Facebook is not only a place to connect with friends, it is now more and more a way to connect with news. A recent post by Vadim Lavrusik on Mashable talks about this growing trend.

Facebook journalism is on the rise because the social media site is becoming more public, Lavrusik says.

The recent Egyptian revolution that removed Hosni Mubarak from power has been called a “Facebook Revolution.” Activists in Egypt used Facebook to organize, and journalists used it to connect to the pulse of the Egyptian community.

Lavrusik mentions that AlJazeera English was able to track planned protests, gather information, and find sources from the revolution through Facebook.

Other benefits of Facebook for journalists include:

  • Building sources
  • Gaining insight into the ‘voice’ of a community through status updates
  • Tapping into a community that you might not have access to, such as Libya

Lavrusik reminds journalists that they still need to contact people and check their facts before they use material from Facebook. For more on how journalists can use Facebook take a look at this Mashable guide.

Tags: Tech Blog Posts

Crowdsourcing in Libya Aids Traditional Media

February 27th, 2011 · No Comments

Videos, pictures and news of the uprising in Libya are making it out of the country, but the images are not all coming from traditional media. A post in Mashable by Radhika Marya tells of how crowdsourcing is providing traditional outlets, like CNN, with some of their coverage of the Libyan uprising.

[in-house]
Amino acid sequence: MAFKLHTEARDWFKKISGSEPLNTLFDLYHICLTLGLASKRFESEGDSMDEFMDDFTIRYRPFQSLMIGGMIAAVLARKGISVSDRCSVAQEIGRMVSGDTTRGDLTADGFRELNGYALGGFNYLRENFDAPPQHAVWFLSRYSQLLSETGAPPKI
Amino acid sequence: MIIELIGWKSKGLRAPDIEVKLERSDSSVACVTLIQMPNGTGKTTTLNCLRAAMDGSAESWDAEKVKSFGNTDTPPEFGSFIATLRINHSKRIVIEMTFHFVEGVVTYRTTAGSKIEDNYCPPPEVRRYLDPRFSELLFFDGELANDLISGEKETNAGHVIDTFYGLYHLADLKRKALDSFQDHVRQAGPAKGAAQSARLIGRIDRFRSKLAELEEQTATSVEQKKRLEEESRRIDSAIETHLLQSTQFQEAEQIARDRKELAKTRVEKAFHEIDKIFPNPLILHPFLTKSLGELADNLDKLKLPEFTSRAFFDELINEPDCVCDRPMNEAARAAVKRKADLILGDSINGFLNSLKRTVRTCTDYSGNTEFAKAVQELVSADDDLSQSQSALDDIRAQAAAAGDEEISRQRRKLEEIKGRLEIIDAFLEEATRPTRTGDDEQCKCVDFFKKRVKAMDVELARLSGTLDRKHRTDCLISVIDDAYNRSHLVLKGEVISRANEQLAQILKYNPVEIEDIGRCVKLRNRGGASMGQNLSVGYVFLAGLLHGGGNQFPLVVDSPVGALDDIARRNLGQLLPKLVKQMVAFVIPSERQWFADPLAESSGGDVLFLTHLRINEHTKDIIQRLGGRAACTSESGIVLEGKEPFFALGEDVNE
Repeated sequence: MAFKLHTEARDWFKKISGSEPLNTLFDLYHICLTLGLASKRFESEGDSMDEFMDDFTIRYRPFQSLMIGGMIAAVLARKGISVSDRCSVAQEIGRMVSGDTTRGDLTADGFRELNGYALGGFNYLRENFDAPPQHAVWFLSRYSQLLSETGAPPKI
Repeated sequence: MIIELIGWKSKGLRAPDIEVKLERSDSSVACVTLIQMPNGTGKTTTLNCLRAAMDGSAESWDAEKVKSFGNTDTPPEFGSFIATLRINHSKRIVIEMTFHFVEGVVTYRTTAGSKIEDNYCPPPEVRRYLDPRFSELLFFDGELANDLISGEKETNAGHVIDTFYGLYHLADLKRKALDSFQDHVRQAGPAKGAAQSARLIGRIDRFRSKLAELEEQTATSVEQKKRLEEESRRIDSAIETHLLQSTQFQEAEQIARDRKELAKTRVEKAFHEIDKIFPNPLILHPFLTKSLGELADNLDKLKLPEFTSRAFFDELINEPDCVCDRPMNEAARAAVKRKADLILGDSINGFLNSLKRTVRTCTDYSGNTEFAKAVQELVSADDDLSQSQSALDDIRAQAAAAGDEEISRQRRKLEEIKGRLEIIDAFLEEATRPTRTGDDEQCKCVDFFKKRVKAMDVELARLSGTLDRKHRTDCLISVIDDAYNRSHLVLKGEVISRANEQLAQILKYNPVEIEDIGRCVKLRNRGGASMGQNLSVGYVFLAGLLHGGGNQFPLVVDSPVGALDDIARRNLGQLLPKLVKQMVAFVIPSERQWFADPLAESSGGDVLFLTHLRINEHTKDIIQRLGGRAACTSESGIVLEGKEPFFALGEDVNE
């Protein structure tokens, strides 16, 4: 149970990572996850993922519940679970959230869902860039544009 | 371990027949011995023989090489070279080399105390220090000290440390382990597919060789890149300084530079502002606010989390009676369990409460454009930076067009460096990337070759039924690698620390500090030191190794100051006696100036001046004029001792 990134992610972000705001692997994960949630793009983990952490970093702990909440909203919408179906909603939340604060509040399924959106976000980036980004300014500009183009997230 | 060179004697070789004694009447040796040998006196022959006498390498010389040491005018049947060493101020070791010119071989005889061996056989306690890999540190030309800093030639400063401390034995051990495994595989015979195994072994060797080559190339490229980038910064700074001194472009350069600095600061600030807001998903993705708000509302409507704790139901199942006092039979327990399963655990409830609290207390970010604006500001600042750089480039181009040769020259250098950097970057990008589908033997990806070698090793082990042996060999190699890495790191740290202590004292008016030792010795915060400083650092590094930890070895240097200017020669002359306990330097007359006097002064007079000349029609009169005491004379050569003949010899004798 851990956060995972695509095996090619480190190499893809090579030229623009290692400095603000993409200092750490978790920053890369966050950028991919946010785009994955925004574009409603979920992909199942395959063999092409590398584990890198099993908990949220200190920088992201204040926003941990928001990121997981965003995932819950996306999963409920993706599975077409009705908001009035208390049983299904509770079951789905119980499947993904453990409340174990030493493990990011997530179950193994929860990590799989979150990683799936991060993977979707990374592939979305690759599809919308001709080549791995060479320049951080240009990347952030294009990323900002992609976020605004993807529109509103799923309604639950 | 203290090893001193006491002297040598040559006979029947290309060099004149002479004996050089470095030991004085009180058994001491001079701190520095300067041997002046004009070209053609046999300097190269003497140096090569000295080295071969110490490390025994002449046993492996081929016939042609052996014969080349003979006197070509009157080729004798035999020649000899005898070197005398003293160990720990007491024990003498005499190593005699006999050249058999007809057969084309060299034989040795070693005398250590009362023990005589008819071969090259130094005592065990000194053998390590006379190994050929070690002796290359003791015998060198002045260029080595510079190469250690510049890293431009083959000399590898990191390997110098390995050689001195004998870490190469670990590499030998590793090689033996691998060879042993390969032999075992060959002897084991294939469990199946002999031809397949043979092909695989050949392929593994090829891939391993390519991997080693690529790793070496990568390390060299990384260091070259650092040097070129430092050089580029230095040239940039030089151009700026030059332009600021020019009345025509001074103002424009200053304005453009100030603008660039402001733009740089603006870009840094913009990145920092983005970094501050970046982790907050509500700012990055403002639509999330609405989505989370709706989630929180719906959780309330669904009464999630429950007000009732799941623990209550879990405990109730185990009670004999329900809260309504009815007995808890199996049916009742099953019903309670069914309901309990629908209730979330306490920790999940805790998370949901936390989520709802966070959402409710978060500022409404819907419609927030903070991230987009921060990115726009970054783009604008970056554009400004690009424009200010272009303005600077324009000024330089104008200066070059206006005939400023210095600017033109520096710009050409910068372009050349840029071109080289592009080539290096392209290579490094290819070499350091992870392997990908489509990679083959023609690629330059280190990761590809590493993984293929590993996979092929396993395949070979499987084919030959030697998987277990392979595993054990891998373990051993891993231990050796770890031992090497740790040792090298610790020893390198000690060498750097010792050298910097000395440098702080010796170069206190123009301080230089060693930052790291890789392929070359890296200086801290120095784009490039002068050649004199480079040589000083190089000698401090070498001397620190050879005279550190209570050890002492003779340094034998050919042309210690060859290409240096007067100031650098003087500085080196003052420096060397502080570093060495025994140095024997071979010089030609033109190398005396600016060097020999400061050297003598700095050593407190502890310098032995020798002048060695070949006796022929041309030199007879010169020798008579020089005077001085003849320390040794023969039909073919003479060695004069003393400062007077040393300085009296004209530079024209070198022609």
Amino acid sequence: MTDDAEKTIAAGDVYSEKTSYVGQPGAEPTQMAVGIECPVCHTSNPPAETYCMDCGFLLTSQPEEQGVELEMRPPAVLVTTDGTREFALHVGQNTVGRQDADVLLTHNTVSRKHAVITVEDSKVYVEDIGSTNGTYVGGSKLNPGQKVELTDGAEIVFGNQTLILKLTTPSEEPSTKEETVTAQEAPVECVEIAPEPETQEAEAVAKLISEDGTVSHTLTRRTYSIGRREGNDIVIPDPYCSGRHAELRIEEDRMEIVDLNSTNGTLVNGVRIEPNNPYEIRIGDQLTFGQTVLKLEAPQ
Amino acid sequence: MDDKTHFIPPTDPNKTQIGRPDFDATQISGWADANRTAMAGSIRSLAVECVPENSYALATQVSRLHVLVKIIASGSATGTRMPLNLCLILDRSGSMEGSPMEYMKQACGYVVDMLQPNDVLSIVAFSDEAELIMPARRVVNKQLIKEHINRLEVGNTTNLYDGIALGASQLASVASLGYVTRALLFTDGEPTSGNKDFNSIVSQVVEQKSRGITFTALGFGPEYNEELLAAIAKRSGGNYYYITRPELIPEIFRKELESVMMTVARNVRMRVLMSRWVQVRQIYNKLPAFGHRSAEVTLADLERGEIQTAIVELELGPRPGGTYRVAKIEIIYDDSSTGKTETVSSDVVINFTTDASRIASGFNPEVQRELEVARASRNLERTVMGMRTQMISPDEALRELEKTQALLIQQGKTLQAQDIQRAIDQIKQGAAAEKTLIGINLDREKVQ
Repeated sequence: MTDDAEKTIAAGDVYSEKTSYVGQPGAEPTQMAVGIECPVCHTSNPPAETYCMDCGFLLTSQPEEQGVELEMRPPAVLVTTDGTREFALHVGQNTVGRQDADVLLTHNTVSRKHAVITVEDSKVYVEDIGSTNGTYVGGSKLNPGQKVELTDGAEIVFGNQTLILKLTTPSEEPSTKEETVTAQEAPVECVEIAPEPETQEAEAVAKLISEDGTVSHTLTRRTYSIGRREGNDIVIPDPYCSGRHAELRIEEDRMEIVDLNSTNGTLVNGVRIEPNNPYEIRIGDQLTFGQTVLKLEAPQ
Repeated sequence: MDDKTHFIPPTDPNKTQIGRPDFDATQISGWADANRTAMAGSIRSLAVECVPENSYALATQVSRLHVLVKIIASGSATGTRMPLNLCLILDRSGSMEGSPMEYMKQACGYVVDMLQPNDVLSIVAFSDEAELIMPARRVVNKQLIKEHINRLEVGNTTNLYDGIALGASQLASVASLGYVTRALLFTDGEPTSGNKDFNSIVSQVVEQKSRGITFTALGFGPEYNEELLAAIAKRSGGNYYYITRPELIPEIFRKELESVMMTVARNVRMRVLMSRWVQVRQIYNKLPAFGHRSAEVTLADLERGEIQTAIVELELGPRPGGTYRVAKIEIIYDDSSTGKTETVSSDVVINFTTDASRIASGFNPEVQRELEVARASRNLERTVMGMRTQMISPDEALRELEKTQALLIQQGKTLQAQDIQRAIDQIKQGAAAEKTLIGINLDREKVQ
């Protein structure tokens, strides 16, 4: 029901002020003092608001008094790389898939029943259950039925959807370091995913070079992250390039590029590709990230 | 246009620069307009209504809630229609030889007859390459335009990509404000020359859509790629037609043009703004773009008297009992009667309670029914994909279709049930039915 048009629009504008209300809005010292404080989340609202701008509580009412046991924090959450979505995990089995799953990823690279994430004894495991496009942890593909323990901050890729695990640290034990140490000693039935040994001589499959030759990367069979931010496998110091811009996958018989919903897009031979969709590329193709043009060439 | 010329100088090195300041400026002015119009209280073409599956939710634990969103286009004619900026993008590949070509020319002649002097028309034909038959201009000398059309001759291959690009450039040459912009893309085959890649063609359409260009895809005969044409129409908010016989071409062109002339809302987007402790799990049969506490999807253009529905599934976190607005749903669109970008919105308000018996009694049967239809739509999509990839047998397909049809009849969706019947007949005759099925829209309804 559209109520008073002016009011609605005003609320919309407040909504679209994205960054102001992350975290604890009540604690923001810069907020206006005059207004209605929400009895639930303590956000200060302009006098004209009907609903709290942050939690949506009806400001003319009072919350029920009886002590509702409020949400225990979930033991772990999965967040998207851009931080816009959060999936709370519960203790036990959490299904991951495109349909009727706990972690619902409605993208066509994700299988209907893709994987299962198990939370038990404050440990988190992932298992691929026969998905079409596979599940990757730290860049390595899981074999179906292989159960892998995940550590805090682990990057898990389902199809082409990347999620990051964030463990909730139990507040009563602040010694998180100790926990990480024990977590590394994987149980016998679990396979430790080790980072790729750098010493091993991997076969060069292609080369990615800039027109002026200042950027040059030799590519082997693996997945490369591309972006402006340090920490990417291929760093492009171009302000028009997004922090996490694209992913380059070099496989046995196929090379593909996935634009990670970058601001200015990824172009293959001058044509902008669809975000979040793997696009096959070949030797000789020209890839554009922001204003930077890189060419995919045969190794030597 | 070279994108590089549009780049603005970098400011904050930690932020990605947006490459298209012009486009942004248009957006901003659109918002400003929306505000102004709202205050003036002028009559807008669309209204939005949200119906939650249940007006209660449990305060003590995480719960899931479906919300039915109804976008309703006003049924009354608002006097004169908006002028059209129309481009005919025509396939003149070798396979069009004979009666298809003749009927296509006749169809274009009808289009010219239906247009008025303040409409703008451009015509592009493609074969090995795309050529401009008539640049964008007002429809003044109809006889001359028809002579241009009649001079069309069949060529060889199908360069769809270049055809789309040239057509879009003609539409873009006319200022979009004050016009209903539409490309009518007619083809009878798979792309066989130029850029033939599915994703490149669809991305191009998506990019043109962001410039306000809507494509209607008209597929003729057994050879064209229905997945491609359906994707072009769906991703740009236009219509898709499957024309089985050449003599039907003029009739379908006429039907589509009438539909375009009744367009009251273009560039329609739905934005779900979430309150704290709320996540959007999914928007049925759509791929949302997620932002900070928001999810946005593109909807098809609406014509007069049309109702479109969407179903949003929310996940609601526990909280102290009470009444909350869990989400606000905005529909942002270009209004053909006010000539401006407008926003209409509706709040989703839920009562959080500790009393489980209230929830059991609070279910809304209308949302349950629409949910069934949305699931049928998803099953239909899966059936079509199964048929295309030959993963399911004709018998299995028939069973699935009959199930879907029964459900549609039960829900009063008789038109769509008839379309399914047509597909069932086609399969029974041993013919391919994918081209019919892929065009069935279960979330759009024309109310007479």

I have noticed that the Libyan revolt has not been as visible in the media as the revolution in Egypt. International journalists don’t seem to have the same kind of access to the Libyan people as they did in Egypt. But crowdsourcing is clearing the obstacles standing in the way of traditional media outlets.

“One Day on Earth,” a collaborative video project on the web, is now serving as a resource for news from Libya. Members of the One Day on Earth community have provided videos, news and photos about the uprising. 

 Brandon Litman, executive producer for the project, is quoted in the Mashable story as saying:

 “Social media, local filmmakers and citizens armed with cameras are a key source of information in today’s media, especially in situations like what is happening in Libya and the Middle East.”

According to the Mashable article Litman believes social media, such as crowdsourcing, can “knock down the walls” that traditional media faces. 

I saw in CNN that some international journalists were invited into Tripoli by Libyan officials. Such a situation easily lends itself to spin, with officials restricting the places journalists can go to or only taking them to places they want people to see (although the move seemed to have backfired in this particular case).   

In this instance it seems that crowdsourcing rises to the top as a direct link to the people of Libya, serving to help tell the story of the Libyan people without the regime spin.

Tags: Tech Blog Posts

TBD Discontinued

February 24th, 2011 · No Comments

I was sad to read in Poynter.org that TBD has basically come to an end.

 Washington City Paper quoted Erik Wemple, TBD editor, as saying “TBD will become a niche site on arts and entertainment.”

 Mallary Jean Tenore also says in her Poynter.org story that Mandy Jenkins, who spoke to our class recently, is one of the people who lost her position at TBD.

Although I’m sorry to hear Mandy will no longer be working at TBD I’m excited to see what her next project will be. In class she came across as an innovative self-starter and I can’t wait to see what what she does next.

Tags: Tech Blog Posts